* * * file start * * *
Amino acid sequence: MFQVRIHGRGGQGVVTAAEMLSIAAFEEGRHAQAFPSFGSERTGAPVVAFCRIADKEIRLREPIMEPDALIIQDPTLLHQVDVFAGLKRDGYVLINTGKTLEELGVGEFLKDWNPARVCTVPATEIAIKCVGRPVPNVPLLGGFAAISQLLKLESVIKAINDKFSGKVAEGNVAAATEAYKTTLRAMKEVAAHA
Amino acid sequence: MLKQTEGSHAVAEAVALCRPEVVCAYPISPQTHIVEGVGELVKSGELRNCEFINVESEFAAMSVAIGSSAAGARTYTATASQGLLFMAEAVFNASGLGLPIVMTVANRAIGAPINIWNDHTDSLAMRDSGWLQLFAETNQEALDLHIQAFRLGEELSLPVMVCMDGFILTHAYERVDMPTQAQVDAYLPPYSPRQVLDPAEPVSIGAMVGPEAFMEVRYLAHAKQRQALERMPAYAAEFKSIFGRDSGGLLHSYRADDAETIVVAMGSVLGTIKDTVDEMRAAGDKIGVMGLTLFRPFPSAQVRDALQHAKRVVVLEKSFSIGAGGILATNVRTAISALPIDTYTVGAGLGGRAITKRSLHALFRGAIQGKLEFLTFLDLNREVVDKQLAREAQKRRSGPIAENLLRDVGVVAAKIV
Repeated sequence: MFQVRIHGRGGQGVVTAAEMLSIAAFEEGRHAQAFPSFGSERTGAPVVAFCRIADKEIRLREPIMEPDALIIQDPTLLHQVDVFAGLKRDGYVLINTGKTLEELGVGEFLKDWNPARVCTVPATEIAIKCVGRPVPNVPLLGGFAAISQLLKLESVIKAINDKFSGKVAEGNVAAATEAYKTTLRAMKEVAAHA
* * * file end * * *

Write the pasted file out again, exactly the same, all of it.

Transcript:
Amino acid sequence: MFQVRIHGRGGQGVVTAAEMLSIAAFEEGRHAQAFPSFGSERTGAPVVAFCRIADKEIRLREPIMEPDALIIQDPTLLHQVDVFAGLKRDGYVLINTGKTLEELGVGEFLKDWNPARVCTVPATEIAIKCVGRPVPNVPLLGGFAAISQLLKLESVIKAINDKFSGKVAEGNVAAATEAYKTTLRAMKEVAAHA
Amino acid sequence: MLKQTEGSHAVAEAVALCRPEVVCAYPISPQTHIVEGVGELVKSGELRNCEFINVESEFAAMSVAIGSSAAGARTYTATASQGLLFMAEAVFNASGLGLPIVMTVANRAIGAPINIWNDHTDSLAMRDSGWLQLFAETNQEALDLHIQAFRLGEELSLPVMVCMDGFILTHAYERVDMPTQAQVDAYLPPYSPRQVLDPAEPVSIGAMVGPEAFMEVRYLAHAKQRQALERMPAYAAEFKSIFGRDSGGLLHSYRADDAETIVVAMGSVLGTIKDTVDEMRAAGDKIGVMGLTLFRPFPSAQVRDALQHAKRVVVLEKSFSIGAGGILATNVRTAISALPIDTYTVGAGLGGRAITKRSLHALFRGAIQGKLEFLTFLDLNREVVDKQLAREAQKRRSGPIAENLLRDVGVVAAKIV
Repeated sequence: MFQVRIHGRGGQGVVTAAEMLSIAAFEEGRHAQAFPSFGSERTGAPVVAFCRIADKEIRLREPIMEPDALIIQDPTLLHQVDVFAGLKRDGYVLINTGKTLEELGVGEFLKDWNPARVCTVPATEIAIKCVGRPVPNVPLLGGFAAISQLLKLESVIKAINDKFSGKVAEGNVAAATEAYKTTLRAMKEVAAHA